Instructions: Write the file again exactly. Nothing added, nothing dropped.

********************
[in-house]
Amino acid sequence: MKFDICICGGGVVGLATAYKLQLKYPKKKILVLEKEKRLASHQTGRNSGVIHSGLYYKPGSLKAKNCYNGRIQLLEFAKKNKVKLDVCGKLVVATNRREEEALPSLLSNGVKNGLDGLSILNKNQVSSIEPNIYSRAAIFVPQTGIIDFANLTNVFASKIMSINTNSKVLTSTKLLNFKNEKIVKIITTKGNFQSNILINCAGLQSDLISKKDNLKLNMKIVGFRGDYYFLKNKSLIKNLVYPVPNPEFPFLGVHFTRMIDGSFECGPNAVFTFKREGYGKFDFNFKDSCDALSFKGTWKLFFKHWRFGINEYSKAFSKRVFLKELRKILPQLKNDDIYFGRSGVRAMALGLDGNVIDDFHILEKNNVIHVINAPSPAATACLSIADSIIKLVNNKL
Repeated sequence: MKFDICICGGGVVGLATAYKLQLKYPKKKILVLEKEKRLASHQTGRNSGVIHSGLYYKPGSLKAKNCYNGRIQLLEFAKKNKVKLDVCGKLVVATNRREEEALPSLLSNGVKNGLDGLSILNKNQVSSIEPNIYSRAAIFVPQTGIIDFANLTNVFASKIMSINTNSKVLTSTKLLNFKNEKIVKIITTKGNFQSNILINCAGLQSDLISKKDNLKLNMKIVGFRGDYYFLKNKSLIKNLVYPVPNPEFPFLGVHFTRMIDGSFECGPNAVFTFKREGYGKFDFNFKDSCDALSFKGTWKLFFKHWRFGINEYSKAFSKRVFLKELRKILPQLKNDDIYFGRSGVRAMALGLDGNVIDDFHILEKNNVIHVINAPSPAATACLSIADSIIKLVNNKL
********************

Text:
[in-house]
Amino acid sequence: MKFDICICGGGVVGLATAYKLQLKYPKKKILVLEKEKRLASHQTGRNSGVIHSGLYYKPGSLKAKNCYNGRIQLLEFAKKNKVKLDVCGKLVVATNRREEEALPSLLSNGVKNGLDGLSILNKNQVSSIEPNIYSRAAIFVPQTGIIDFANLTNVFASKIMSINTNSKVLTSTKLLNFKNEKIVKIITTKGNFQSNILINCAGLQSDLISKKDNLKLNMKIVGFRGDYYFLKNKSLIKNLVYPVPNPEFPFLGVHFTRMIDGSFECGPNAVFTFKREGYGKFDFNFKDSCDALSFKGTWKLFFKHWRFGINEYSKAFSKRVFLKELRKILPQLKNDDIYFGRSGVRAMALGLDGNVIDDFHILEKNNVIHVINAPSPAATACLSIADSIIKLVNNKL
Repeated sequence: MKFDICICGGGVVGLATAYKLQLKYPKKKILVLEKEKRLASHQTGRNSGVIHSGLYYKPGSLKAKNCYNGRIQLLEFAKKNKVKLDVCGKLVVATNRREEEALPSLLSNGVKNGLDGLSILNKNQVSSIEPNIYSRAAIFVPQTGIIDFANLTNVFASKIMSINTNSKVLTSTKLLNFKNEKIVKIITTKGNFQSNILINCAGLQSDLISKKDNLKLNMKIVGFRGDYYFLKNKSLIKNLVYPVPNPEFPFLGVHFTRMIDGSFECGPNAVFTFKREGYGKFDFNFKDSCDALSFKGTWKLFFKHWRFGINEYSKAFSKRVFLKELRKILPQLKNDDIYFGRSGVRAMALGLDGNVIDDFHILEKNNVIHVINAPSPAATACLSIADSIIKLVNNKL